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Energy East Review to Consider Upstream, Downstream GHG Emissions

In a decision hailed as a victory for climate and energy campaigners and a setback for TransCanada Corporation, the National Energy Board (NEB) has announced it will consider upstream and downstream greenhouse gas emissions in its upcoming review of the controversial Energy East pipeline.

“I think if the NEB does what they say they’re going to do with any measure of rigour, this project is dead,” Équiterre Senior Director Steven Guilbeault told National Observer.

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“The Board is of the view that it should also consider indirect GHG emissions in its NEB Act public interest determination for each of the Projects the NEB wrote in a “letter to interested parties” released late Wednesday. “In considering such indirect GHG emissions, the Board will focus on the quantification of incremental upstream and incremental downstream GHG emissions, as well as incremental emissions resulting from third-party electricity generation.”

But despite a decision Guilbeault described as “another nail in the coffin” for the 4,500-kilometre, 1.1-million-barrel-per-day pipeline, Équiterre “is still calling on the government to freeze its evaluation of the project altogether, until it finalizes the NEB overhaul using recommendations from the panel it appointed,” the Observer notes.

“We are happy with what the new panel has done over the past few months,” Guilbeault said, “but it’s still operating under the rules that were established by the Harper government and that’s a problem for us. I think it’s a problem for a lot of people.”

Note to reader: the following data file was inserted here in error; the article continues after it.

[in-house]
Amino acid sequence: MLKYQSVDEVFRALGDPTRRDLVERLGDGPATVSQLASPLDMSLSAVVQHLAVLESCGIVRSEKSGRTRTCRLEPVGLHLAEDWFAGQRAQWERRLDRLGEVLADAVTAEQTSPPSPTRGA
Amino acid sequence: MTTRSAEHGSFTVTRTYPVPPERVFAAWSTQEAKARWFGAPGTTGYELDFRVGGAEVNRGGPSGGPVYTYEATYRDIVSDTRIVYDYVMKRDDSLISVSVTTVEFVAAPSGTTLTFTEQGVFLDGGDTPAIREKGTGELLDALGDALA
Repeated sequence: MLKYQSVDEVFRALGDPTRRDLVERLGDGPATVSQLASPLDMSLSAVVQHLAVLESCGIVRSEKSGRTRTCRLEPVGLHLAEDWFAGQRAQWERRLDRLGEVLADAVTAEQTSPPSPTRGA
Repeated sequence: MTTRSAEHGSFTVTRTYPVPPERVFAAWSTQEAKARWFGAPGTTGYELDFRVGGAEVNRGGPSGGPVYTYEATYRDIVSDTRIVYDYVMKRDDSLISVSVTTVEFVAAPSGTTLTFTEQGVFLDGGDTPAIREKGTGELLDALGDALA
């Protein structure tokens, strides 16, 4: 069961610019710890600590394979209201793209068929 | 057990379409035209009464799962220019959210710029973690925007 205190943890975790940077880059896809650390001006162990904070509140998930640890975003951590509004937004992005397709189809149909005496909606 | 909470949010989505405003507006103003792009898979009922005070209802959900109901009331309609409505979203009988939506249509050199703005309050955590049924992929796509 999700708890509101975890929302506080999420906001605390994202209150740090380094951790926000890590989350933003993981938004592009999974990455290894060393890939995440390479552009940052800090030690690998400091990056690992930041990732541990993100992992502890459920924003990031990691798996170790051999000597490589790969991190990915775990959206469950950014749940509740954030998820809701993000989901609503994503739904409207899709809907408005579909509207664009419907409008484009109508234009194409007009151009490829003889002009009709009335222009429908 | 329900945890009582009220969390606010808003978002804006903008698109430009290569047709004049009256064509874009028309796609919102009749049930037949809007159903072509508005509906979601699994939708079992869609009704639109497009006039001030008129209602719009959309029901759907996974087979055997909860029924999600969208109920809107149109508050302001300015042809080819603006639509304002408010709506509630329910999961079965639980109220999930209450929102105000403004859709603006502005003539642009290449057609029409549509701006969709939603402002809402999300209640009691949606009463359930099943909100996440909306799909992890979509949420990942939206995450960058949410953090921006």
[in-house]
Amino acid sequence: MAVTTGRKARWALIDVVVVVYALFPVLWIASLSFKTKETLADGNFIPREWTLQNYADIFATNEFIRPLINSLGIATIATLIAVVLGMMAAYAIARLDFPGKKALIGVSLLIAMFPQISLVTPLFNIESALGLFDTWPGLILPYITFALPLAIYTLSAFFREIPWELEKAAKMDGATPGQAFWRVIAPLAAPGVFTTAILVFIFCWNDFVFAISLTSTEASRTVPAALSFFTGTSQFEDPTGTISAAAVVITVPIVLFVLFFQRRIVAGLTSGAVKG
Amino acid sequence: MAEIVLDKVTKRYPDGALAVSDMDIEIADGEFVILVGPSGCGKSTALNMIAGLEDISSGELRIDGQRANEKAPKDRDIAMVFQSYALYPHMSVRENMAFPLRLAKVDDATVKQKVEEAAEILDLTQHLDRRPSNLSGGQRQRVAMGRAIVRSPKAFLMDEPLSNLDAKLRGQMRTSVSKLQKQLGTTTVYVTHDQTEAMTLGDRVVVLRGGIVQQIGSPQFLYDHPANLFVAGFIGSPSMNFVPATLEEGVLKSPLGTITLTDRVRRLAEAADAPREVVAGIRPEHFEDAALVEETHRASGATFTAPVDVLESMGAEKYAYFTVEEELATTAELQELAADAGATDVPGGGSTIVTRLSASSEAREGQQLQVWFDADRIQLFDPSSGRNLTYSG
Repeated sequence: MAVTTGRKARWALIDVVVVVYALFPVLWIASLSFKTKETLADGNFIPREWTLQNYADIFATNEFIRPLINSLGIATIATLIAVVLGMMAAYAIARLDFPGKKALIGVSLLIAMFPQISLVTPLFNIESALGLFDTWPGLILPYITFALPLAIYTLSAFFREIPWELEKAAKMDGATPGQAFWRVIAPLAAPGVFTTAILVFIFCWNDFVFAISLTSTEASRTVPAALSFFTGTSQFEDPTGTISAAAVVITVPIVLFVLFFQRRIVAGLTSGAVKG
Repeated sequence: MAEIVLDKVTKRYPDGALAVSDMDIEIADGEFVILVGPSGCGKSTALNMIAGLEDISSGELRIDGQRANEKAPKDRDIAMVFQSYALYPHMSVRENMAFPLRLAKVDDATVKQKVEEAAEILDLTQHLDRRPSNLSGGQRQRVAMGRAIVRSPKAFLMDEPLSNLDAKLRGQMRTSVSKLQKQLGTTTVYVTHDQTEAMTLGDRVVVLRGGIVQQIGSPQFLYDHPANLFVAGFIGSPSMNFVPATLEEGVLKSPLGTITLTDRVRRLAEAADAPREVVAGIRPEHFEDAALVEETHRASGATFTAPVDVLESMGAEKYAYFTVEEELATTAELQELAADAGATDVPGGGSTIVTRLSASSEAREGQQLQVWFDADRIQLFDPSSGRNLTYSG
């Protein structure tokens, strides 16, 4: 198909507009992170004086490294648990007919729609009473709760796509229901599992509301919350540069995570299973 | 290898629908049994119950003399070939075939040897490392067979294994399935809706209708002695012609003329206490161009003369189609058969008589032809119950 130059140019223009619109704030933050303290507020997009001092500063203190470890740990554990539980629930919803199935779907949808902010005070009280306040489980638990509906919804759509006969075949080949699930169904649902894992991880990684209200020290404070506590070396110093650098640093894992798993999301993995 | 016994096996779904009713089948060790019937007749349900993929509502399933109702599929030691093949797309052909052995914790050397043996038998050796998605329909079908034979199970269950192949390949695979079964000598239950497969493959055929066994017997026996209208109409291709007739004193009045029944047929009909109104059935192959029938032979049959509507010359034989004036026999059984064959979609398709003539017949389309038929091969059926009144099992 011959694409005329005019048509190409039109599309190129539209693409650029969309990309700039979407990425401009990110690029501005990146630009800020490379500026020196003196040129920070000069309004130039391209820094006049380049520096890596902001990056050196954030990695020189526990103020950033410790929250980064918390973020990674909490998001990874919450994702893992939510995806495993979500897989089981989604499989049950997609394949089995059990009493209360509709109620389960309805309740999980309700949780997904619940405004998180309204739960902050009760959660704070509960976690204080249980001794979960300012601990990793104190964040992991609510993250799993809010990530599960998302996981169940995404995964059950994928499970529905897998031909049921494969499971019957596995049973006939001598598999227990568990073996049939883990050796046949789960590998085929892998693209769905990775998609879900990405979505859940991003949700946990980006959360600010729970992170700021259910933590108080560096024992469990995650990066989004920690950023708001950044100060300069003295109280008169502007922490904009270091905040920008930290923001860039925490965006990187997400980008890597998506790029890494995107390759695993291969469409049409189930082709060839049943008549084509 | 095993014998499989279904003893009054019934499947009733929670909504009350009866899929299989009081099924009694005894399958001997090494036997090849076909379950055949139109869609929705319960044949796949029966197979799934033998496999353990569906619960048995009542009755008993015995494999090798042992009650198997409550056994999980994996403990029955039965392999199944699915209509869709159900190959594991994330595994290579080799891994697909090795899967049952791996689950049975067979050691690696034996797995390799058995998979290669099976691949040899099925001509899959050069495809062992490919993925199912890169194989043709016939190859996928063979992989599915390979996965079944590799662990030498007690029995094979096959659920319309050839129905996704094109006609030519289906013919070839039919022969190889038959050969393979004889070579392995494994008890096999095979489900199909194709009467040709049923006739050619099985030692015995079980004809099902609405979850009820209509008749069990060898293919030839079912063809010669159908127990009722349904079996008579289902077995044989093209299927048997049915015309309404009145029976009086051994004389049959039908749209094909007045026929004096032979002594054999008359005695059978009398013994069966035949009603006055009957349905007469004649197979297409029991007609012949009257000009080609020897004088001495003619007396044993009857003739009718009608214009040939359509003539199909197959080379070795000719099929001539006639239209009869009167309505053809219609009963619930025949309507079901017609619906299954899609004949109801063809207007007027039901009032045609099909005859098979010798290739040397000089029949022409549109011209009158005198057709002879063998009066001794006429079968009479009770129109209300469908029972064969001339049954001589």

Environmental Defence agreed that, “by moving forward with the review of the largest, longest pipeline ever proposed in North America using a broken and discredited pipeline regulator, the federal government is inviting the controversy and gridlock it faces right now with Kinder Morgan.” Still, the Toronto-based organization stated, “apparently you can teach an old dog new tricks,” with the NEB agreeing to look into the estimated 30 to 32 megatonnes of upstream and 265 megatonnes of downstream emissions that Energy East would enable each year.

TransCanada declined comment until it had a chance to assess the NEB letter. “We are going to take the necessary time to review the issues list and understand the potential impacts on the project,” said spokesperson Tim Duboyce. But the Canadian Association of Petroleum Producers showed no such reticence, contending that “the ruling allows needless duplication of existing federal environmental protections and will create more delays for builders who will have to submit more information,” Canadian Press reports.

“It’s the signal about the length and complexity of the regulatory process that is becoming concerning here,” said Nick Schultz, vice-president of pipeline regulation. “It is not like any pipeline company can control the emissions on either side of their pipe.” [Editor’s note: Well, no, they can’t. Isn’t that kind of the point?]

Ecojustice lawyer Charles Hatt said the focus on upstream and downstream emissions has been a long time coming. “This decision culminates years of work by countless individuals and groups that have fought against blinkered, siloed regulatory reviews that only pass the buck on climate change,” he told the Observer’s Elizabeth McSheffrey. “The Board’s decision is both lawful and sensible. Surely it is now self-evident that a pipeline review must consider all potential greenhouse gas emissions and the risk that the pipeline will become a stranded asset in tomorrow’s economy.”